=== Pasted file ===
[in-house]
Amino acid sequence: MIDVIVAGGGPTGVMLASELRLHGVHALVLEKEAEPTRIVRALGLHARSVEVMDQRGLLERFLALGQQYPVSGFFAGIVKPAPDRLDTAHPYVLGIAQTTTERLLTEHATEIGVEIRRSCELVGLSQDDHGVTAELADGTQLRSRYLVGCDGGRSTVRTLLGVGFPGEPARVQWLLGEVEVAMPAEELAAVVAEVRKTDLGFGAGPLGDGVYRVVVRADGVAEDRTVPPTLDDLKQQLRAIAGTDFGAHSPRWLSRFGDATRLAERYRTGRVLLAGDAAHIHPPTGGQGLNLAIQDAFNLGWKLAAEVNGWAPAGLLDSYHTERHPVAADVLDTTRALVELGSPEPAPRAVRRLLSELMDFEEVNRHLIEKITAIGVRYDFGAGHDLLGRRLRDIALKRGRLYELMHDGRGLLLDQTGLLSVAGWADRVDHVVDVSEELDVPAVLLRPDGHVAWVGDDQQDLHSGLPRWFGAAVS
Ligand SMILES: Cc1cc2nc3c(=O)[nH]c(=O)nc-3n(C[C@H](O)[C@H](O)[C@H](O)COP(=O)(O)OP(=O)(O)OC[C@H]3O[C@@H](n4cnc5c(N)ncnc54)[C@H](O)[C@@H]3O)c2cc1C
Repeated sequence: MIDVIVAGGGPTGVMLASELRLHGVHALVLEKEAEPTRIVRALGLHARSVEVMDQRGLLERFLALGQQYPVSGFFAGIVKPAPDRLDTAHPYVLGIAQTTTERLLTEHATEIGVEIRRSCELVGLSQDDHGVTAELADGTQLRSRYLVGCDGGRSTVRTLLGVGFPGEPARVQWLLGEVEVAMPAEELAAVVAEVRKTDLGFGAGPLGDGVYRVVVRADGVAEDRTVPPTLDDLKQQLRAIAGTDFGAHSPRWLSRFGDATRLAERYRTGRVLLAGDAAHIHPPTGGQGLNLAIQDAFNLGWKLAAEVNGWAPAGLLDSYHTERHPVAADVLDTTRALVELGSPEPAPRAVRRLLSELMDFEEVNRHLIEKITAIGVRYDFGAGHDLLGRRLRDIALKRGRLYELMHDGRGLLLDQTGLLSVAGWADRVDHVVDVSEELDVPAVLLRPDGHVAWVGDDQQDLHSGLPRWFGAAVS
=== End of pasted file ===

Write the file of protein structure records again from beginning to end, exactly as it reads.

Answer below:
[in-house]
Amino acid sequence: MIDVIVAGGGPTGVMLASELRLHGVHALVLEKEAEPTRIVRALGLHARSVEVMDQRGLLERFLALGQQYPVSGFFAGIVKPAPDRLDTAHPYVLGIAQTTTERLLTEHATEIGVEIRRSCELVGLSQDDHGVTAELADGTQLRSRYLVGCDGGRSTVRTLLGVGFPGEPARVQWLLGEVEVAMPAEELAAVVAEVRKTDLGFGAGPLGDGVYRVVVRADGVAEDRTVPPTLDDLKQQLRAIAGTDFGAHSPRWLSRFGDATRLAERYRTGRVLLAGDAAHIHPPTGGQGLNLAIQDAFNLGWKLAAEVNGWAPAGLLDSYHTERHPVAADVLDTTRALVELGSPEPAPRAVRRLLSELMDFEEVNRHLIEKITAIGVRYDFGAGHDLLGRRLRDIALKRGRLYELMHDGRGLLLDQTGLLSVAGWADRVDHVVDVSEELDVPAVLLRPDGHVAWVGDDQQDLHSGLPRWFGAAVS
Ligand SMILES: Cc1cc2nc3c(=O)[nH]c(=O)nc-3n(C[C@H](O)[C@H](O)[C@H](O)COP(=O)(O)OP(=O)(O)OC[C@H]3O[C@@H](n4cnc5c(N)ncnc54)[C@H](O)[C@@H]3O)c2cc1C
Repeated sequence: MIDVIVAGGGPTGVMLASELRLHGVHALVLEKEAEPTRIVRALGLHARSVEVMDQRGLLERFLALGQQYPVSGFFAGIVKPAPDRLDTAHPYVLGIAQTTTERLLTEHATEIGVEIRRSCELVGLSQDDHGVTAELADGTQLRSRYLVGCDGGRSTVRTLLGVGFPGEPARVQWLLGEVEVAMPAEELAAVVAEVRKTDLGFGAGPLGDGVYRVVVRADGVAEDRTVPPTLDDLKQQLRAIAGTDFGAHSPRWLSRFGDATRLAERYRTGRVLLAGDAAHIHPPTGGQGLNLAIQDAFNLGWKLAAEVNGWAPAGLLDSYHTERHPVAADVLDTTRALVELGSPEPAPRAVRRLLSELMDFEEVNRHLIEKITAIGVRYDFGAGHDLLGRRLRDIALKRGRLYELMHDGRGLLLDQTGLLSVAGWADRVDHVVDVSEELDVPAVLLRPDGHVAWVGDDQQDLHSGLPRWFGAAVS